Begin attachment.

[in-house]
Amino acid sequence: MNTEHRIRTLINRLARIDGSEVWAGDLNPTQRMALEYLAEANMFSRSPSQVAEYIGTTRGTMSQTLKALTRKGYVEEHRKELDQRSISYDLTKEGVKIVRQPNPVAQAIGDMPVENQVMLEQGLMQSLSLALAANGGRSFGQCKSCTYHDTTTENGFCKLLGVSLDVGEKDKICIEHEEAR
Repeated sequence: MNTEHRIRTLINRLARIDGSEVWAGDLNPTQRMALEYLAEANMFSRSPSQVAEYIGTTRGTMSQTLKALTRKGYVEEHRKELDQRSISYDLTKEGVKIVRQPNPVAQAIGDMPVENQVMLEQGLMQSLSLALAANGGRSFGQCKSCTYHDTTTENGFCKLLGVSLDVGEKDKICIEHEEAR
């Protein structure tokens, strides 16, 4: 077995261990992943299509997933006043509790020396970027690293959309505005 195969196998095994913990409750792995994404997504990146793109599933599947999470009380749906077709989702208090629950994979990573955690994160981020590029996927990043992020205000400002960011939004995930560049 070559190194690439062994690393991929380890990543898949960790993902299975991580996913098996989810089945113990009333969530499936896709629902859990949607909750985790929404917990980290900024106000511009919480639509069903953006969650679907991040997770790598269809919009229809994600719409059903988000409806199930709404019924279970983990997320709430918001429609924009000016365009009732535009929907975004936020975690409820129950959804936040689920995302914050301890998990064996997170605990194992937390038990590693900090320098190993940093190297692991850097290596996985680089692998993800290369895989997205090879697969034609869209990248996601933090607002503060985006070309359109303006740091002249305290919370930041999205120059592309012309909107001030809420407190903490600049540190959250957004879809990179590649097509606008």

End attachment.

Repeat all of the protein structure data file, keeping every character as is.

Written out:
[in-house]
Amino acid sequence: MNTEHRIRTLINRLARIDGSEVWAGDLNPTQRMALEYLAEANMFSRSPSQVAEYIGTTRGTMSQTLKALTRKGYVEEHRKELDQRSISYDLTKEGVKIVRQPNPVAQAIGDMPVENQVMLEQGLMQSLSLALAANGGRSFGQCKSCTYHDTTTENGFCKLLGVSLDVGEKDKICIEHEEAR
Repeated sequence: MNTEHRIRTLINRLARIDGSEVWAGDLNPTQRMALEYLAEANMFSRSPSQVAEYIGTTRGTMSQTLKALTRKGYVEEHRKELDQRSISYDLTKEGVKIVRQPNPVAQAIGDMPVENQVMLEQGLMQSLSLALAANGGRSFGQCKSCTYHDTTTENGFCKLLGVSLDVGEKDKICIEHEEAR
């Protein structure tokens, strides 16, 4: 077995261990992943299509997933006043509790020396970027690293959309505005 195969196998095994913990409750792995994404997504990146793109599933599947999470009380749906077709989702208090629950994979990573955690994160981020590029996927990043992020205000400002960011939004995930560049 070559190194690439062994690393991929380890990543898949960790993902299975991580996913098996989810089945113990009333969530499936896709629902859990949607909750985790929404917990980290900024106000511009919480639509069903953006969650679907991040997770790598269809919009229809994600719409059903988000409806199930709404019924279970983990997320709430918001429609924009000016365009009732535009929907975004936020975690409820129950959804936040689920995302914050301890998990064996997170605990194992937390038990590693900090320098190993940093190297692991850097290596996985680089692998993800290369895989997205090879697969034609869209990248996601933090607002503060985006070309359109303006740091002249305290919370930041999205120059592309012309909107001030809420407190903490600049540190959250957004879809990179590649097509606008």